Taste and see: Heavenly life

Christ, Arles2013There were two alternatives for the Second reading at Mass on Easter Sunday.

The first of them, from Paul’s letter to the Colossians, is given below, and the second included at the end of this posting.

Since you have been brought back to true life with Christ, you must look for the things that are in heaven, where Christ is, sitting at God’s right hand. Let your thoughts be on heavenly things, not on the things that are on the earth, because you have died, and now the life you have is hidden with Christ in God. But when Christ is revealed – and he is your life – you too will be revealed in all your glory with him.

Colossians 3:1-4

‘Far, far away, above the clouds, beyond the rain… Somewhere over the rainbow….’

So goes the song. Is Paul saying just the same thing?

Jesus said from the beginning of his ministry, echoing the teaching of John the Baptist, the Kingdom of God is very near to us. Not far, far away… not a dream, a fancy, of what might be, but a realisation of what is even now, if we will wake to it.

True, the demonstration of the truth of this, and pledge of its future fulfilment, is in Christ now in heaven itself at the Father’s right hand. But the kingdom is also really close at our hand.

In the Resurrection our attention shifts from the worldly to the heavenly, but again not as escapism and fantasy, but a deeper engagement with what truly is, and that can be revealed by our better living.

– – –

You must know how even a small amount of yeast is enough to leaven all the dough, so get rid of all the old yeast, and make yourselves into a completely new batch of bread, unleavened as you are meant to be. Christ, our passover, has been sacrificed; let us celebrate the feast, then, by getting rid of all the old yeast of evil and wickedness, having only the unleavened bread of sincerity and truth.

1 Corinthians 5:6-8

Image of the Resurrected Christ and the faithful. Musée de l’Arles antique , Arles, France. Photograph (c) Allen Morris, 2013.

Taste and See: The love of the Lord is forever.

David's Tomb

The psalm at Sunday’s Mass, the 4th Sunday of Advent, picks up the Lord’s promise to David, and makes it reason not only for David’s giving thanks, but our joining him in giving praise.

I will sing for ever of your love, O Lord.

I will sing for ever of your love, O Lord;
through all ages my mouth will proclaim your truth.
Of this I am sure, that your love lasts for ever,
that your truth is firmly established as the heavens.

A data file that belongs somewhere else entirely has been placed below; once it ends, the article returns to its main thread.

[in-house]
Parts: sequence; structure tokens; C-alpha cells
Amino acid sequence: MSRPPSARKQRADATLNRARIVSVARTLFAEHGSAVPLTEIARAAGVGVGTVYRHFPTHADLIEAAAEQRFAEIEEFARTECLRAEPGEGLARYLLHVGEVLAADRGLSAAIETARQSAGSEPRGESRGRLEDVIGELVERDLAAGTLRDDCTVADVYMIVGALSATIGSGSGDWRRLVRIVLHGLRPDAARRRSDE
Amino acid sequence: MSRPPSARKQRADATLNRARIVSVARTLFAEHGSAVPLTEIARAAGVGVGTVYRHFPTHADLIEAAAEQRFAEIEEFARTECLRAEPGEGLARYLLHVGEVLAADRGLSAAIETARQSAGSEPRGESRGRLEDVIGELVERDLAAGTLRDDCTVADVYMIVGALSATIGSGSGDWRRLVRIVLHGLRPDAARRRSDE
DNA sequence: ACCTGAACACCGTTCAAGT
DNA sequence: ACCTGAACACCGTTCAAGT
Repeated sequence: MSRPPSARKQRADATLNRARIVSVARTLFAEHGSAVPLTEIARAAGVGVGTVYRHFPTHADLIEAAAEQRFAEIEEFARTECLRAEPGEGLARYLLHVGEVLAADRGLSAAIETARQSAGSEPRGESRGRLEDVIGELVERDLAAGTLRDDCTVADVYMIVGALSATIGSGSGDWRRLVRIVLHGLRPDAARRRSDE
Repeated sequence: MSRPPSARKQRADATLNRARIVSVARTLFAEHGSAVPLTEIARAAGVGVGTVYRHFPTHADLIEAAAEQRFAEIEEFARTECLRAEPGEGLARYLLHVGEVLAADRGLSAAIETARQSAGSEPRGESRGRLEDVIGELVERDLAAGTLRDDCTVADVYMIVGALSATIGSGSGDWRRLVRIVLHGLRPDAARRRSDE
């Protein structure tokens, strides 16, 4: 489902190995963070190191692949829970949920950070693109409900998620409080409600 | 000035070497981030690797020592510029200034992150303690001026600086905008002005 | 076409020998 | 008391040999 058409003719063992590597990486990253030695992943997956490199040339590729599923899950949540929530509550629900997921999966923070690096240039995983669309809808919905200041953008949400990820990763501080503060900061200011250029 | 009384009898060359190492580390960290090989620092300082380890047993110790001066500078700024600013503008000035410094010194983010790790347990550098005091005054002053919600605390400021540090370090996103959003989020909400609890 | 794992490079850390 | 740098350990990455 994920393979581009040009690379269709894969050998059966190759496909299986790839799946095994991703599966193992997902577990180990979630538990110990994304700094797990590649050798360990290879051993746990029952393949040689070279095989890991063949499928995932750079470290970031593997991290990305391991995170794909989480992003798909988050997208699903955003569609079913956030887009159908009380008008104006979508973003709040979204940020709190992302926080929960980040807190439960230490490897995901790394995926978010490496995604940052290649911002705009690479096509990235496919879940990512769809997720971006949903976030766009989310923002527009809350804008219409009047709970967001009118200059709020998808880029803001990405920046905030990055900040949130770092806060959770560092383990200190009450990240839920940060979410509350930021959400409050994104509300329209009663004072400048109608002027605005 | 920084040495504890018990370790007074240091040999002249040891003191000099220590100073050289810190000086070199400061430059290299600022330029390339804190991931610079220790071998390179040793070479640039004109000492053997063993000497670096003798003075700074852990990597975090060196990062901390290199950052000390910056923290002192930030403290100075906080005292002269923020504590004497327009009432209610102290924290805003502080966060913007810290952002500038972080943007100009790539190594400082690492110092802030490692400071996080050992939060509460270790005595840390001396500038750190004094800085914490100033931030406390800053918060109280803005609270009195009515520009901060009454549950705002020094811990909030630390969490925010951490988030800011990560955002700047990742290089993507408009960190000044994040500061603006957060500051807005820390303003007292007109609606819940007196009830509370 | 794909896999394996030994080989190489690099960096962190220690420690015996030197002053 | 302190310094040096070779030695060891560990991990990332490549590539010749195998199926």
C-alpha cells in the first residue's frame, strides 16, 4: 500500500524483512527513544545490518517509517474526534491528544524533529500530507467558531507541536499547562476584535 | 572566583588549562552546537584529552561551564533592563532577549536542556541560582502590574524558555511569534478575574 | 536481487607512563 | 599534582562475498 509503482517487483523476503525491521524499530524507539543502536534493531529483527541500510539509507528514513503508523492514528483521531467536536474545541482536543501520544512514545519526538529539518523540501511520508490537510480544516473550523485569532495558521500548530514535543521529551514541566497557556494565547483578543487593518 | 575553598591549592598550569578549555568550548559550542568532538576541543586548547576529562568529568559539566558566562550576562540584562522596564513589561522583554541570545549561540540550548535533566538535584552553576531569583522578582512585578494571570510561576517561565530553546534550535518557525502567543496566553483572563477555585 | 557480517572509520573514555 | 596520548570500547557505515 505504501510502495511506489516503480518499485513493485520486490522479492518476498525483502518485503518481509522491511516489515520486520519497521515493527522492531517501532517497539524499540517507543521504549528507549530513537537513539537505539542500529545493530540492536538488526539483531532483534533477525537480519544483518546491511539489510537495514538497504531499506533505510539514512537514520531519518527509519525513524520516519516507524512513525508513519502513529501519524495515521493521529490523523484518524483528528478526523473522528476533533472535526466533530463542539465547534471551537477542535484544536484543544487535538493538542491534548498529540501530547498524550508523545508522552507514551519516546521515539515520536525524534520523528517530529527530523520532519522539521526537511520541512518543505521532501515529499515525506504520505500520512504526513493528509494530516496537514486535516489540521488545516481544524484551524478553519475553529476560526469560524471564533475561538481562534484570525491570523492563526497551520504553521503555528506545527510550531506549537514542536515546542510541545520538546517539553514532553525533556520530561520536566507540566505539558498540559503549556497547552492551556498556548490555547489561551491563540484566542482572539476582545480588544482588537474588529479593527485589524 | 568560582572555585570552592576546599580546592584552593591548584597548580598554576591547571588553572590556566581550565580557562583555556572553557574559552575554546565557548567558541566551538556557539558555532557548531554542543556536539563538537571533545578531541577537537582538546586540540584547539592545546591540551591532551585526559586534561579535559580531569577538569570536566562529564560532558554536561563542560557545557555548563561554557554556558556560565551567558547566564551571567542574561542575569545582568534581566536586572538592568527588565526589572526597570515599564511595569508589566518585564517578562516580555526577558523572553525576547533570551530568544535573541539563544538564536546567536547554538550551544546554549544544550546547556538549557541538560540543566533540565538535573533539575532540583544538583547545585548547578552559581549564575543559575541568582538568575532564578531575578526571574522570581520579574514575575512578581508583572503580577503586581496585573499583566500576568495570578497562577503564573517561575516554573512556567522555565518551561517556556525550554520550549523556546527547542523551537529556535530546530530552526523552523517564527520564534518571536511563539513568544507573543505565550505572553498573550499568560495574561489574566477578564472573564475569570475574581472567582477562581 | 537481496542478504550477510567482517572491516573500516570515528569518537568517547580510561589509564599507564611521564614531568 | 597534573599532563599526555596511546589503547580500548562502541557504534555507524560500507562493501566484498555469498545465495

‘I have made a covenant with my chosen one;
I have sworn to David my servant:
I will establish your dynasty for ever
and set up your throne through all ages.

‘He will say to me: “You are my father,
my God, the rock who saves me.”
I will keep my love for him always;
with him my covenant shall last.’

I will sing for ever of your love, O Lord.

Psalm 88:2-5,27,29

We are the present recipients of the fulfilment of the promises to David. Promises fulfilled not by an earthly kingdom and royal lineage, but by the eternal kingship of Christ crucified and risen again, and promising to be with us for ever.

In the mystery of God’s love even we finite creatures are on the threshold of eternal life. The love of God calls us to life and offers to hold us to this life for ever.

Photograph of the sarcophagus venerated on Mount Zion as the Tomb of David.  (c) 2013, Allen Morris.


Speak Lord: Invited? Welcome?

Fresco of the Last Supper, Lower Basilica Assisi

The first reading at Mass this coming Sunday, the 29th in Ordinary time, is a reading of comfort and hope. The reading is part of the selection in the Lectionary for use at funerals too.

On this mountain,
the Lord of hosts will prepare for all peoples
a banquet of rich food.
On this mountain he will remove
the mourning veil covering all peoples,
and the shroud enwrapping all nations,
he will destroy Death for ever.
The Lord will wipe away
the tears from every cheek;
he will take away his people’s shame
everywhere on earth,
for the Lord has said so.
That day, it will be said: See, this is our God
in whom we hoped for salvation;
the Lord is the one in whom we hoped.
We exult and we rejoice
that he has saved us.

Isaiah 25:6-10

On Sunday this prophesy of a feast is juxtaposed with a gospel parable about another feast, to which prove unwilling or unfit to attend. How do we stand vis a vis the eschatalogical feast, the heavenly feast on the mountain of God.

Ready to go? Unfit to attend?

In what do we trust? For what do we work? In answering these two questions we might find the answer to other two above.

Fresco of the Last Supper – another meal of choices – Assisi. Photograph (c) Allen Morris, 2014